Law school faculty and deans purport to teach law students to “think like a lawyer.” Indeed, this phrase has been repeated so often that it has become legal pedagogical dogma. Professor Wegner, co-author of the Carnegie Report Educating Lawyers: Preparation for the Profession of Law, has stated that “thinking like a lawyer” has been embraced as a ”trope of the core identity” of the legal academy. Unfortunately, whether law schools truly teach their students to “think like a lawyer” has not been previously subjected to empirical analysis.
This article is an empirical examination using logistic regression analysis of two different law school’s graduates to test whether law students improve their “think like a lawyer” skills while in law school. The findings demonstrate that students who graduate in the first, second and fourth quartile and students who graduate in the bottom ten percent of their law school classes (as measured by final law school grade point averages) do not improve their “think like a lawyer” skills while in law school. Students who graduate in the third quartile of their law school class do demonstrate a small increase in “think like a lawyer skills” while in law school but such skills explain less than 2% of the variation in third quartile law student success on state bar examinations.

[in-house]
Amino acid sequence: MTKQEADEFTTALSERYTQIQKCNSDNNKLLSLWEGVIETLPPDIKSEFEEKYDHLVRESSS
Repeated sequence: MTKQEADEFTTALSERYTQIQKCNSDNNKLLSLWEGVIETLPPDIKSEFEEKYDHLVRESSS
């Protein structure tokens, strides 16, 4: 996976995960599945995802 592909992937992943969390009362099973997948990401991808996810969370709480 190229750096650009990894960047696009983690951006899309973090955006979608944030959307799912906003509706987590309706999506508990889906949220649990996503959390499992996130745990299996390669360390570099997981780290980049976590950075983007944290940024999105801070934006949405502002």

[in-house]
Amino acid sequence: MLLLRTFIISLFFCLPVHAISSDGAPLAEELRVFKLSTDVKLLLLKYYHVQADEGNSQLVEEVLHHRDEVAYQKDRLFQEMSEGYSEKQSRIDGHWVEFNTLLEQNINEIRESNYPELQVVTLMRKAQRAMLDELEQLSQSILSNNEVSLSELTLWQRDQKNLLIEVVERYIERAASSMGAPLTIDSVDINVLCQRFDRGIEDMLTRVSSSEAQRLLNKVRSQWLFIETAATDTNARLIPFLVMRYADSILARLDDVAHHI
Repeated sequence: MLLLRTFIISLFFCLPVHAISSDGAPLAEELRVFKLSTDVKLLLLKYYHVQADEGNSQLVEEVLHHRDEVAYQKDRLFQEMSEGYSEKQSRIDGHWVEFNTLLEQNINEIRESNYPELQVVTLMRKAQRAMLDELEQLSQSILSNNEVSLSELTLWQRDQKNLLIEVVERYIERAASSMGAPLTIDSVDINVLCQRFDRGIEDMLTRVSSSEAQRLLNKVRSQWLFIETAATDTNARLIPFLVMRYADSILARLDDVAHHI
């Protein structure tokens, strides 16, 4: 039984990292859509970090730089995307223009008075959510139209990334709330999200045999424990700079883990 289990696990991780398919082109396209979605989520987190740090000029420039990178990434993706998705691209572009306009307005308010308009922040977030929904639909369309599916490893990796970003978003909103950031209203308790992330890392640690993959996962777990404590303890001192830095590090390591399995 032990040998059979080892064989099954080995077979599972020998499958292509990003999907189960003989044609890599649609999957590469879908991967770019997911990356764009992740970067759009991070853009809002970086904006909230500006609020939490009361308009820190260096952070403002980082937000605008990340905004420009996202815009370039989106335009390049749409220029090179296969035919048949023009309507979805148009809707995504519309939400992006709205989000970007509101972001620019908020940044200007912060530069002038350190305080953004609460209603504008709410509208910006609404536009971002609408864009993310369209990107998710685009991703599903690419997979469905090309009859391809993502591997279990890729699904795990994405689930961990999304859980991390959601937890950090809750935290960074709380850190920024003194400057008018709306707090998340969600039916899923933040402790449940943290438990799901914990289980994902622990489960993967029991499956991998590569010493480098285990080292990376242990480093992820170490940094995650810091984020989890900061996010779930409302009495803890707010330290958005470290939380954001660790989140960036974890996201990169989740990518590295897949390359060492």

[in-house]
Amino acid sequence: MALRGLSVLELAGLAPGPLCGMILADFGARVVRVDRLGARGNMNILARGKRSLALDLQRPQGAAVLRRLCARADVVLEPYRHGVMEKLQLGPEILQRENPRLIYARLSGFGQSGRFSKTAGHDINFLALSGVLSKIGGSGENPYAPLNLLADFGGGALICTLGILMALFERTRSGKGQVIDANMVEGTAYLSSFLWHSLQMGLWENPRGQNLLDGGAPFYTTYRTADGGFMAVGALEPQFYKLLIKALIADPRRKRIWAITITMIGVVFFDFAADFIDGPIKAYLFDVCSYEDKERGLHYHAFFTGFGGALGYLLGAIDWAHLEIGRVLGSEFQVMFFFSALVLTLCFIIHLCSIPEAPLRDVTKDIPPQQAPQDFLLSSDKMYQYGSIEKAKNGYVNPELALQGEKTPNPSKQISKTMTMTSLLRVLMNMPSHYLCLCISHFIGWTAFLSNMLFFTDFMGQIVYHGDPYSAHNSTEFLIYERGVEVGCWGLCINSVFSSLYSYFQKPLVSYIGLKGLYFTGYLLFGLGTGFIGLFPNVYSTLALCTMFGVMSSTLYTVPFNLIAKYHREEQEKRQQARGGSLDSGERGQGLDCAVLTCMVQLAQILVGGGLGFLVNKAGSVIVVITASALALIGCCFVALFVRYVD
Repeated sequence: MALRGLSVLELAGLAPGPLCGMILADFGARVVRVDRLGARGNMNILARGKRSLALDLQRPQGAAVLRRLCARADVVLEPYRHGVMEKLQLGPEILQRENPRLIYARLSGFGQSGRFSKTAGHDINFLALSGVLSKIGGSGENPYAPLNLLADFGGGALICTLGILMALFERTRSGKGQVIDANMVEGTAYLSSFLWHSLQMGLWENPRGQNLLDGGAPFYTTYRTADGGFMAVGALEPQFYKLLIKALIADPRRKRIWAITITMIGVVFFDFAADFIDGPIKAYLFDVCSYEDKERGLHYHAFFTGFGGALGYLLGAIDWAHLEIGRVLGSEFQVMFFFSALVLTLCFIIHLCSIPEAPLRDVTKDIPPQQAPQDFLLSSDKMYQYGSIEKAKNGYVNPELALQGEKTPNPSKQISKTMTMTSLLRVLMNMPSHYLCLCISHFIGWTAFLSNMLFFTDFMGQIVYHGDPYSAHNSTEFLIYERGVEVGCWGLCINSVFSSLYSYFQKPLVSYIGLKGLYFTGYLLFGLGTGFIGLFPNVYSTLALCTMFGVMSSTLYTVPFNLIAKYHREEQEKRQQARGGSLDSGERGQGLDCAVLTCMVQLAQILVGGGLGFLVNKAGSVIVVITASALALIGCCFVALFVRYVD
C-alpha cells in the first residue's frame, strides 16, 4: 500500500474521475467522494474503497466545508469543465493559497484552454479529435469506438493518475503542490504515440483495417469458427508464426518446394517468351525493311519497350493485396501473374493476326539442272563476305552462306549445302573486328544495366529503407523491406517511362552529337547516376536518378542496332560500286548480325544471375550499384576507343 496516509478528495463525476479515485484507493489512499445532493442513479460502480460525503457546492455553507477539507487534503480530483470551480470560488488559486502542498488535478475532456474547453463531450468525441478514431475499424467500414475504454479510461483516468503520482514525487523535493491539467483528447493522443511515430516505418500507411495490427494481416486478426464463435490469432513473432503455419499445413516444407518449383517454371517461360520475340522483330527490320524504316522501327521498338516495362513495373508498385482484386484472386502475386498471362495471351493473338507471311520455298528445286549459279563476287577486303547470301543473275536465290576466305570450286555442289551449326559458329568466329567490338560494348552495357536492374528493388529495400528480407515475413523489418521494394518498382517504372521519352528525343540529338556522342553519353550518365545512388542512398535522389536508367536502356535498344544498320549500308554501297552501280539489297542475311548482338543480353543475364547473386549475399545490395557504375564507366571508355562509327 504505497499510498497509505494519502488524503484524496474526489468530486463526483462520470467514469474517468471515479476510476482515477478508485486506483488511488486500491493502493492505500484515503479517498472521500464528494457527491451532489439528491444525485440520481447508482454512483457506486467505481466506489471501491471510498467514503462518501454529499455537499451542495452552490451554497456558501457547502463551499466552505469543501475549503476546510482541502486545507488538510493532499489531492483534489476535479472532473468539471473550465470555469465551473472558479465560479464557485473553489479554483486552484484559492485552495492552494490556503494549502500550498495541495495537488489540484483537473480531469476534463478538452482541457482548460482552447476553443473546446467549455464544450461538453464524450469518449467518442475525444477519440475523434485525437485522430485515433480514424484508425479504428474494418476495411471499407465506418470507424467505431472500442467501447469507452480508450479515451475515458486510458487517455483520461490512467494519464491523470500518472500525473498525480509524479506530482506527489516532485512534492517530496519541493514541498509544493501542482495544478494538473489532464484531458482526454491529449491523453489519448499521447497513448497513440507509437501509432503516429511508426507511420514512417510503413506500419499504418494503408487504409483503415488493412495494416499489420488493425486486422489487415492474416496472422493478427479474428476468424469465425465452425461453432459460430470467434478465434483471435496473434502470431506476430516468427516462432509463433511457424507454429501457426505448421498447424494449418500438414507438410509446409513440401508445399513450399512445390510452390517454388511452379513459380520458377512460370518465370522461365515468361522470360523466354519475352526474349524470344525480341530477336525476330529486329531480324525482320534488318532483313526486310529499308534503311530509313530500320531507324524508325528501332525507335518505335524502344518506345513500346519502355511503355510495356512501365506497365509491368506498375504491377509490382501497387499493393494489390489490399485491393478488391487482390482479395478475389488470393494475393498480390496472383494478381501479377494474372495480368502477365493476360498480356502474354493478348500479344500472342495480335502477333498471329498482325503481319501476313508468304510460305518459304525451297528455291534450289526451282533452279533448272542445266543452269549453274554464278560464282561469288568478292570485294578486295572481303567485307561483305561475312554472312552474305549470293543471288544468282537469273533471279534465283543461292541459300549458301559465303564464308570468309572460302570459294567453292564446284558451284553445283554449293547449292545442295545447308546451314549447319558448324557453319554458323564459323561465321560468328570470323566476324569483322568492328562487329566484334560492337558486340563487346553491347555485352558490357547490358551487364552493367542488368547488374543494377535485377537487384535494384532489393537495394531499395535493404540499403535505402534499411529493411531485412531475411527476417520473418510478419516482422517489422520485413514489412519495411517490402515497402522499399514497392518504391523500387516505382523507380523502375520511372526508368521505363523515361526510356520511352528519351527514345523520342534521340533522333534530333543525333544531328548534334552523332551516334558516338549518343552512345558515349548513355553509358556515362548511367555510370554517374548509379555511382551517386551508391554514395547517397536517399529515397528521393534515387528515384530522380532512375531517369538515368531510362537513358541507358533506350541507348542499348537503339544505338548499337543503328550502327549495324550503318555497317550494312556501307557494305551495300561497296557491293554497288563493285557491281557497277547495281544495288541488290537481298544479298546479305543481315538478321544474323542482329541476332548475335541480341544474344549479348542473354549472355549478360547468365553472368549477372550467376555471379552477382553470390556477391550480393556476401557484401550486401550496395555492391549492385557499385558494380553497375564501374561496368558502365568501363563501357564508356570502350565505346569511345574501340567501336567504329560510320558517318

The author of the paper suggests that prospective law students with pre-existing “think like a lawyer” skills self-select themselves for law school attendance. Similarly, law schools use LSAT scores and undergraduate grade point averages to purposefully select students who have already developed the “think like a lawyer” skills necessary for law school success. Law schools cannot demonstrate that most law students actually develop “think like a lawyer” skills after admission.
- legal education,
- empirical study,
- bar examination,
- law school admission,
- law school pedagogy
Available at: http://works.bepress.com/douglas_rush/1/